East Prussia - travelling ancient past and the origin of the Trakehner


                                                                                      The Trakehner castle, former "Landstallmeisterhaus"

It was a 9-days journey by ship and bus and something I had always wanted to do:
travelling East Prussia, former home of the Trakehner breed and it’s origins, the 300 year old “leftovers” (ruins, so to speak) still proving the famous East Prussian days of fame and glory.

In 1732 Prussian king Friedrich Wilhelm the first commanded the development of one big royal state stud in East Prussia in order to centralize breeding efforts of the mostly desired cavallerie horses. More than 1000 horses moved into the newly built Trakehnen initially and as many people were counted on the list of employees. In 1944 WWII set an end to the East Prussian glory of Trakehnen and some 800 Trakehner horses and with them the remaining population of Trakehnen left their homes heading west – refugees they had become.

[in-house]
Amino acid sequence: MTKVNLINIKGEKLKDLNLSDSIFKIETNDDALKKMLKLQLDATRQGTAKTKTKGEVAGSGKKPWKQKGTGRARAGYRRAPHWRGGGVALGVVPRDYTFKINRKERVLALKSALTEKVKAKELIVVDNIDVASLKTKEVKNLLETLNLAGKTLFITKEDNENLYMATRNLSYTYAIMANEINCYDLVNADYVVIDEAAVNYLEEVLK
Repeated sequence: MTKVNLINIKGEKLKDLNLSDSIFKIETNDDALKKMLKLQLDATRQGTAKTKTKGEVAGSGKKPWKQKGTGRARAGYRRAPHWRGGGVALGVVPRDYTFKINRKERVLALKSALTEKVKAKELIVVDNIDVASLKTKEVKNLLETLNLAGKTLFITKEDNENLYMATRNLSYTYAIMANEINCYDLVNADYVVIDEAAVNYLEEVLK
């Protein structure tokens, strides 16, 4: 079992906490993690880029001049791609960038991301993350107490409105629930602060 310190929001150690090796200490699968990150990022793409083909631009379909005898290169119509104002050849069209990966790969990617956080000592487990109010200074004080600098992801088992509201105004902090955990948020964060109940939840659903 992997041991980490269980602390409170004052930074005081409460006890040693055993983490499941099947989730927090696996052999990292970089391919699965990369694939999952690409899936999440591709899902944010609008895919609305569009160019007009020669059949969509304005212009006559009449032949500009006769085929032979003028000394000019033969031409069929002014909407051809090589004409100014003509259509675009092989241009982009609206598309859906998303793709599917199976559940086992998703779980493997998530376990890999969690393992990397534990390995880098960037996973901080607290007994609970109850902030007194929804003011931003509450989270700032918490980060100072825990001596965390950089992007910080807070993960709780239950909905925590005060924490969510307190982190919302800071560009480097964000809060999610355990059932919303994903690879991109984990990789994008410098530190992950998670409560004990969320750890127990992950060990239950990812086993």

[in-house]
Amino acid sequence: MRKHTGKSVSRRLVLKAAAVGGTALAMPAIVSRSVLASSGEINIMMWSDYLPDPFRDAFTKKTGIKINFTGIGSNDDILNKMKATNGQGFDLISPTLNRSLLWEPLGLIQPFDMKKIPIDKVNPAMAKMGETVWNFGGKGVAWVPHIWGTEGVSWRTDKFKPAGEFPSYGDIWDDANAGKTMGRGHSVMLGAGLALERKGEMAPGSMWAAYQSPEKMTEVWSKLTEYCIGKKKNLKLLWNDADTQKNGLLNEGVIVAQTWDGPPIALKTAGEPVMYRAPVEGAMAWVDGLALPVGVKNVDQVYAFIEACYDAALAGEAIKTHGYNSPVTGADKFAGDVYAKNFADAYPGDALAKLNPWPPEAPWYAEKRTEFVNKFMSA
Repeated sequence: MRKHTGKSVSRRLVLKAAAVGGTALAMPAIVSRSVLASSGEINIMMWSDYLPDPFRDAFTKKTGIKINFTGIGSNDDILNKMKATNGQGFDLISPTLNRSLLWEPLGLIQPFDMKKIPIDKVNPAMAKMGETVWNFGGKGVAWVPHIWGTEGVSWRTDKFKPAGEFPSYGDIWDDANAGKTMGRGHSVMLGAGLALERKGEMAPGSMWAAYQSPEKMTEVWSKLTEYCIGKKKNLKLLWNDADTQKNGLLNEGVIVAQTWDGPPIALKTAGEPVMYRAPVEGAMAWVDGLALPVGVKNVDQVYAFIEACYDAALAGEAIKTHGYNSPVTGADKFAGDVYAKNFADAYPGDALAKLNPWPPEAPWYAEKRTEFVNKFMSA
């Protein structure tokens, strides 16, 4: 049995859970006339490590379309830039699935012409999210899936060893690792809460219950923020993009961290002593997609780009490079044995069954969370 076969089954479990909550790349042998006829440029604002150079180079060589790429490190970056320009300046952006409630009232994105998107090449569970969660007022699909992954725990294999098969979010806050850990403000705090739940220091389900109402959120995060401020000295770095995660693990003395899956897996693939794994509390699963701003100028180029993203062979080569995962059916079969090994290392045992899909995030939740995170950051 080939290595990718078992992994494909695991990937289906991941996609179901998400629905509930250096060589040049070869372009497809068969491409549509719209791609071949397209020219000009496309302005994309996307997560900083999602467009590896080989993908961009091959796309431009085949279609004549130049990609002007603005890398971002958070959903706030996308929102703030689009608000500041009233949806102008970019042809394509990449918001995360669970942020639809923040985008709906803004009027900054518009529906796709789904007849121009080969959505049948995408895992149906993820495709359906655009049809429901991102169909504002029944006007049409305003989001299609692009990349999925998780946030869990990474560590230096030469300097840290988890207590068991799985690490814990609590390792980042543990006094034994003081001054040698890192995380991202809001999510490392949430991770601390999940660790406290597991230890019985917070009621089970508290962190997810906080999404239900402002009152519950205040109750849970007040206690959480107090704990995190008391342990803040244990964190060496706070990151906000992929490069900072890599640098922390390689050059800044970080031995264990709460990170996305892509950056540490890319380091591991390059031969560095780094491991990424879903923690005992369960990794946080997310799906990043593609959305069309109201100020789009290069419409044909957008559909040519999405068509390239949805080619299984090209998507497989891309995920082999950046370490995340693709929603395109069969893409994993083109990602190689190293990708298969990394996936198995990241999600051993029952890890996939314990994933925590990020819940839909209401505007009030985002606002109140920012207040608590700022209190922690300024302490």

Former Trakehnen, part of the greater Kaliningrad (former Koenigsberg) area, has become a part of Russia and is now called Jasnaja Poljana. The intact parts of Jasnaja Poljana have become home of a Russian school. In 1993 the “Verein der Freunde und Förderer des ehemaligen Hauptgestüts Trakehnen e.V.” (in brief: Trakehnen Verein) has been founded in order to help and support the people of Jansaja Poljana and the reminders of their historic buildings and provide for grounds of common understanding of history and meaning of former Trakehnen amongst the young russian students.


End of August the Trakehnen Verein started it's annual journey to visit Trakehnen: